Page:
26 All economies face the ‘economic problem’ Thus, they must adopt an economic system in order to allocate their resources When allocating resources, the society must consider 3 questions: 1.What is to be produced? 2.How are the goods to be produced? 3.For whom to produce? Society’s answers to these questions will determine which economic system they adopt: Capitalist, Mixed or Socialist

27 Land, labor, Capital Land, labor, Capital Produce CONSUMERS Sales & Profit INDUSTRY A Produce Sales & Profit INDUSTRY B Land, labor, Capital Land, labor, Capital Land, labor, Capital Land, labor, Capital Free Enterprise Economic System

28 Capitalist Economic System – Key Words free enterprise system - private business operates with minimal government involvement. privately owned resources - the means and materials for production the economy are owned and operated by private individuals and businesses, not the government. profit motive - individuals and businesses provide goods and services in order to make money. consumer sovereignty - the one buying the good or service is free to make whatever choice seems most advantageous to them.

29 Advantages of Capitalist System encourages most efficient methods of production by private businesses (profit motive)] encourages innovation in production techniques allows economic freedom ensures scarce resources are used carefully

30 Disadvantages of Capitalist System inequality in distribution of goods & services some essential goods & services (those consumed on collective basis) will not be provided by private sector, e.g. defense, police etc. monopoly situations can arise, which may lead to unfair practices fluctuating demand is characteristic, which leads to periods of high unemployment and high inflation

31 Land, labor, Capital Land, labor, Capital Produce CONSUMERS Sales & Profit INDUSTRY A (increased demand) Produce Sales & Profit INDUSTRY B (decreased demand) Land, labor, Capital Land, labor, Capital Land, labor, Capital Land, labor, Capital Free Enterprise Economic System Land, labou, Capital Produce Sales & Profit

32 Land, labor, Capital Land, labor, Capital Produce CONSUMERS Sales & Profit Produce Sales & Profit Land, labor, Capital Land, labor, Capital Land, labor, Capital Land, labor, Capital MONETARY SYSTEM GOVERNMENT TAXATION LEGAL SYSTEM -monopoly reg’n -pollution control -building regs ESSENTIAL GOODS & SERVICES ECONOMIC POLICY -fiscal -monetary Mixed Economic System

33 Mixed Economic System – Key Words Government intervention Government role supports/facilitates free market enterprise in following ways:  establishing monetary system & legal system  controlling monopolies  provision of essential goods & services not provided  regulating undesirable business practices  alleviate inequality in society (progressive tax, social welfare)  attempting to provide stable economy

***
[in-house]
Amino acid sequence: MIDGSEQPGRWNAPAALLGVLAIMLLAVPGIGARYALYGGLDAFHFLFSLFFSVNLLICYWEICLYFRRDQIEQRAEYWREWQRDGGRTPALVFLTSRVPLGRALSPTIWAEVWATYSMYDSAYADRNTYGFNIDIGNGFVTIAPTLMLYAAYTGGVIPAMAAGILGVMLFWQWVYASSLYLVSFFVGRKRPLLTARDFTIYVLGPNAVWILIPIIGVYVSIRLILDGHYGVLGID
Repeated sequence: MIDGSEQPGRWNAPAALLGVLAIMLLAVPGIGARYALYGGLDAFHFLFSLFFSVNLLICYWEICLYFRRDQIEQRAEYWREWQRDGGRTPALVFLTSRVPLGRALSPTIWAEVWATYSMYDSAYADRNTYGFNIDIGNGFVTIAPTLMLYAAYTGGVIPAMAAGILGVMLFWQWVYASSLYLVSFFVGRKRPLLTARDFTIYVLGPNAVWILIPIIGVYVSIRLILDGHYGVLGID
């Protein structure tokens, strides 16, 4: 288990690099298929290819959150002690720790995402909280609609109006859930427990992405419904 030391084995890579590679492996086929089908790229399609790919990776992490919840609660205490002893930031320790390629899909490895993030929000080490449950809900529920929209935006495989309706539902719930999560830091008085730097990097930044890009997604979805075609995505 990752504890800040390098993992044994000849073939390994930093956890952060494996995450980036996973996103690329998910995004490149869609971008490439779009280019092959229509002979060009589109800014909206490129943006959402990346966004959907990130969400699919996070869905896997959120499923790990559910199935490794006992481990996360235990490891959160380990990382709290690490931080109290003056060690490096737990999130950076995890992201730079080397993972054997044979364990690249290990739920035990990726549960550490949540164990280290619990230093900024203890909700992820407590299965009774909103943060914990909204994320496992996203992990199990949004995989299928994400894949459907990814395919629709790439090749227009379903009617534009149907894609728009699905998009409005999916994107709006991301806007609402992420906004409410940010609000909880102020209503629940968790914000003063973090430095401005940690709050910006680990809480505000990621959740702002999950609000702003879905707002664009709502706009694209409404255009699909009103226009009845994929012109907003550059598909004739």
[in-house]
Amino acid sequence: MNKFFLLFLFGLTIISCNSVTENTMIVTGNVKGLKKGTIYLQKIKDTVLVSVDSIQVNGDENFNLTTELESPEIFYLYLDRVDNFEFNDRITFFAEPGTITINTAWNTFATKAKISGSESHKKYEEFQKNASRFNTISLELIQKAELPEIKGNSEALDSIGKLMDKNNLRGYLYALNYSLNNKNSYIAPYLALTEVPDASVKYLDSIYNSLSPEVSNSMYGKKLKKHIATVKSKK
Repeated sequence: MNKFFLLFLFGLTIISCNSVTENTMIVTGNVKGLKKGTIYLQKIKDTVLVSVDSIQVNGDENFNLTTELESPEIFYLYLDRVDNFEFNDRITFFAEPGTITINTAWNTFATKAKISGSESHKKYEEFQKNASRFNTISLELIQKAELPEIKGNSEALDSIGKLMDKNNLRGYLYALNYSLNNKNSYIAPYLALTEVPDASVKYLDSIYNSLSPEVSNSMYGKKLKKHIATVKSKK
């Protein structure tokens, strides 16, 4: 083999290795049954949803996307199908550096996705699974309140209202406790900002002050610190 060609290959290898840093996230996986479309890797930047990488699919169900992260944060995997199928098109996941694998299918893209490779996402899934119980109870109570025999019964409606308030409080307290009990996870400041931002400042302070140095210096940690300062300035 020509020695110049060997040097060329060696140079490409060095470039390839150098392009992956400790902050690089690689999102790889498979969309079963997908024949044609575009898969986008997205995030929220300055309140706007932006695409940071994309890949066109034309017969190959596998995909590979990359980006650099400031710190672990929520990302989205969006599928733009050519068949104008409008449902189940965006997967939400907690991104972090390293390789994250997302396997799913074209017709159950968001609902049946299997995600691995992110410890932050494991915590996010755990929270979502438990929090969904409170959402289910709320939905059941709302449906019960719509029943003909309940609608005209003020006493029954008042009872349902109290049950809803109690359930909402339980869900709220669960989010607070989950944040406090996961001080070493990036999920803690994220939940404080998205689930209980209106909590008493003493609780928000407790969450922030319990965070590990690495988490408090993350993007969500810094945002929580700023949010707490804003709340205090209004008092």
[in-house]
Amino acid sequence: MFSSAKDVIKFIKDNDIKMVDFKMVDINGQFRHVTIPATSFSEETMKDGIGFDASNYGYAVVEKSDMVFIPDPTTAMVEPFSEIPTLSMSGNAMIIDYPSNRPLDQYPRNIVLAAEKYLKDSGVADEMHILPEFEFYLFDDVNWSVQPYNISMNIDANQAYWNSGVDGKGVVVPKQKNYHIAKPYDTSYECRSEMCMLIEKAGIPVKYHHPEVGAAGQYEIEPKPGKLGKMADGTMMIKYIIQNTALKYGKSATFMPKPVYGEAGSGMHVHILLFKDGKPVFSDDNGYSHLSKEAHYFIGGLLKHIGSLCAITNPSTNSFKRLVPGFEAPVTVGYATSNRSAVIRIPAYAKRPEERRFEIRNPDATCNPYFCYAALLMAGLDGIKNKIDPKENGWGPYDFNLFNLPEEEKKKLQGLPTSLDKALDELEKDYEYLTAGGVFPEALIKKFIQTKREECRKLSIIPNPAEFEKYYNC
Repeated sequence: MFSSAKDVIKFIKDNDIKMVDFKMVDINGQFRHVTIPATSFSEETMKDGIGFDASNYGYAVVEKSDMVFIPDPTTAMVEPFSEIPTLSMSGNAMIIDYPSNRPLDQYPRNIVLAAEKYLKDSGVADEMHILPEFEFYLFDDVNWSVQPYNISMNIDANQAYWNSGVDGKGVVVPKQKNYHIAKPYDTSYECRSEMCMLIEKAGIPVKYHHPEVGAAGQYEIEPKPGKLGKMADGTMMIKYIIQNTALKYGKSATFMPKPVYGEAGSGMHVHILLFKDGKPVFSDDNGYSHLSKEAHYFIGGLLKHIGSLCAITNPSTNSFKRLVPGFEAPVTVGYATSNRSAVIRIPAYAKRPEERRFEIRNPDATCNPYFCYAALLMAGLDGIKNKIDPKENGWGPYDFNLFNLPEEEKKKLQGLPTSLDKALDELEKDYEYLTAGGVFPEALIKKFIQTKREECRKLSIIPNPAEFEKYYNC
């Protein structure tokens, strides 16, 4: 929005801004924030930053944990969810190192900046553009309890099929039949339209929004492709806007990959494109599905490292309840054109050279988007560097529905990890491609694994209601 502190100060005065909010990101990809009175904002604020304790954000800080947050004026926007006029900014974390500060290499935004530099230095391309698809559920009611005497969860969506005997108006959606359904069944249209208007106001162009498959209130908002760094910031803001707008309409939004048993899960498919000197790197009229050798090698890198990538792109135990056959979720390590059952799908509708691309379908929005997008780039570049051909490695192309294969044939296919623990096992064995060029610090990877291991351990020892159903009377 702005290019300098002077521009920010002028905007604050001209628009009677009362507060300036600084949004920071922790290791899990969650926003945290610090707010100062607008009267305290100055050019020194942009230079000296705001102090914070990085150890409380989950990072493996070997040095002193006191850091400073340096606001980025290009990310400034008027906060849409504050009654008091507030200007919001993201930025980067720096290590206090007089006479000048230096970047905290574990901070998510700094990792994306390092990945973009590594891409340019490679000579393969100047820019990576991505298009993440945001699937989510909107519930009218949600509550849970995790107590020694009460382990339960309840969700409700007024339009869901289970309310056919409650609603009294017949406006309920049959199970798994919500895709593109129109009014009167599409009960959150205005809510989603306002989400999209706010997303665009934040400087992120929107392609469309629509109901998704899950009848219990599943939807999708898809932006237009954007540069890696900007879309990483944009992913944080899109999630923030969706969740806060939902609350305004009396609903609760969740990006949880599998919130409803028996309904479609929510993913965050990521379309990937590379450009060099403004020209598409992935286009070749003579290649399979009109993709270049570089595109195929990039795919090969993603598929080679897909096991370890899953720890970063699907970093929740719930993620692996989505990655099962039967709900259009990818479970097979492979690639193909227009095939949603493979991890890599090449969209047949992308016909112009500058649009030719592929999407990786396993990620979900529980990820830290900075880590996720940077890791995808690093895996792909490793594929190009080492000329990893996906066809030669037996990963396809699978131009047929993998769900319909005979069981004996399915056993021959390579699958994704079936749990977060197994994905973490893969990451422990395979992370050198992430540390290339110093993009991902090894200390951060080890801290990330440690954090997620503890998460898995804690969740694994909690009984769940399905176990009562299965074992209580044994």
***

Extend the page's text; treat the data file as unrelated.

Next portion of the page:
34 Government (Central Planning Authority) INDUSTRY A CONSUMERS Produce according to Gvt’s target INDUSTRY DINDUSTRY CINDUSTRY B Produce acc. to Gvt’s target Prices set by Government Owns, Plans & Allocates Resources, & Controls Production

35 Socialist Economic System – Key Words Central Planning Authority (CPA) command system central planning and ownership of resources production targets (5 year plans) to plan resource allocation production techniques/income levels decided by CPA no consumer sovereignty (although consumers can choose) no profit motive as businesses are socially owned workers encouraged by incentives & patriotic loyalty

36 distribution through market, but price not determined by market amount an individual receives depends on the proportion of wealth they receive (income level) Central Planning Authority set wage levels for different jobs/professions according to perceived value inequality does result, but not to extent of Capitalist system central authority price fixing, rationing of scarce Goods and Services essential Goods and Services are provided free of charge

37 Economic Decision Making Direct Costs: land acquisition building costs planning permission fees cost of labourers maintenance costs materials costs Direct Returns: extra production extra sales extra profit Private Costs & Benefits

38 Economic Decision Making Direct Costs: land acquisition building costs planning permission fees cost of labourers maintenance costs materials costs Direct Returns: extra production extra sales extra profit True Social Costs & Benefits Social Costs: increased pollution increased noise increased traffic congestion unsightly view + Social Benefits: increased employment more income & wealth +

39 Cost-Benefit Analysis Stage 1 The listing of all the relevant costs and benefits attributable to the project Stage 2 All cost and benefits are then evaluated so that they can be expressed as a common monetary value Stage 3 All cost and benefits are discounted back to the present. Stage 4 Project appraisal. Finally, the decision-maker needs to assess all the costs and benefits, and select a project that yields the best increase in 'social welfare', or net social benefit

40 Cost-Benefit Analysis – Disadvantages 1.Deciding which social costs & benefits to include in analysis - social impacts? - environmental impacts? - international impacts? Evaluation of social costs & benefits – the allocation of a market price - how do we put a value on these things?